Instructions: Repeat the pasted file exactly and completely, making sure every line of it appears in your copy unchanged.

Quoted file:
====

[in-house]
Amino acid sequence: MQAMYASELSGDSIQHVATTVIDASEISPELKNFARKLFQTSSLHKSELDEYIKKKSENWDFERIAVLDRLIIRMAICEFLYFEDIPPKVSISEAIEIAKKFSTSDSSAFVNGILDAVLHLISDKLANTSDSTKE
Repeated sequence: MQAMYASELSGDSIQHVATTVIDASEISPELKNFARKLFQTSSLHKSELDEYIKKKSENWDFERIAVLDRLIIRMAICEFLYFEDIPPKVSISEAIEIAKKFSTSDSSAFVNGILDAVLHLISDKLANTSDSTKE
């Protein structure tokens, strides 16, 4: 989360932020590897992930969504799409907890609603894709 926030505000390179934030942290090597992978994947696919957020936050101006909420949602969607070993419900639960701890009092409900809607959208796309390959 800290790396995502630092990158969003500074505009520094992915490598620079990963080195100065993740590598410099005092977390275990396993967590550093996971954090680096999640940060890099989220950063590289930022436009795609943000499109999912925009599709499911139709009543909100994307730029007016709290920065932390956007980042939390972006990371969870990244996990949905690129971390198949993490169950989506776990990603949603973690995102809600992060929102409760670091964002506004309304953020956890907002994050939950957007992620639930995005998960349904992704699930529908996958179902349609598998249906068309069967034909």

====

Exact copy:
[in-house]
Amino acid sequence: MQAMYASELSGDSIQHVATTVIDASEISPELKNFARKLFQTSSLHKSELDEYIKKKSENWDFERIAVLDRLIIRMAICEFLYFEDIPPKVSISEAIEIAKKFSTSDSSAFVNGILDAVLHLISDKLANTSDSTKE
Repeated sequence: MQAMYASELSGDSIQHVATTVIDASEISPELKNFARKLFQTSSLHKSELDEYIKKKSENWDFERIAVLDRLIIRMAICEFLYFEDIPPKVSISEAIEIAKKFSTSDSSAFVNGILDAVLHLISDKLANTSDSTKE
């Protein structure tokens, strides 16, 4: 989360932020590897992930969504799409907890609603894709 926030505000390179934030942290090597992978994947696919957020936050101006909420949602969607070993419900639960701890009092409900809607959208796309390959 800290790396995502630092990158969003500074505009520094992915490598620079990963080195100065993740590598410099005092977390275990396993967590550093996971954090680096999640940060890099989220950063590289930022436009795609943000499109999912925009599709499911139709009543909100994307730029007016709290920065932390956007980042939390972006990371969870990244996990949905690129971390198949993490169950989506776990990603949603973690995102809600992060929102409760670091964002506004309304953020956890907002994050939950957007992620639930995005998960349904992704699930529908996958179902349609598998249906068309069967034909």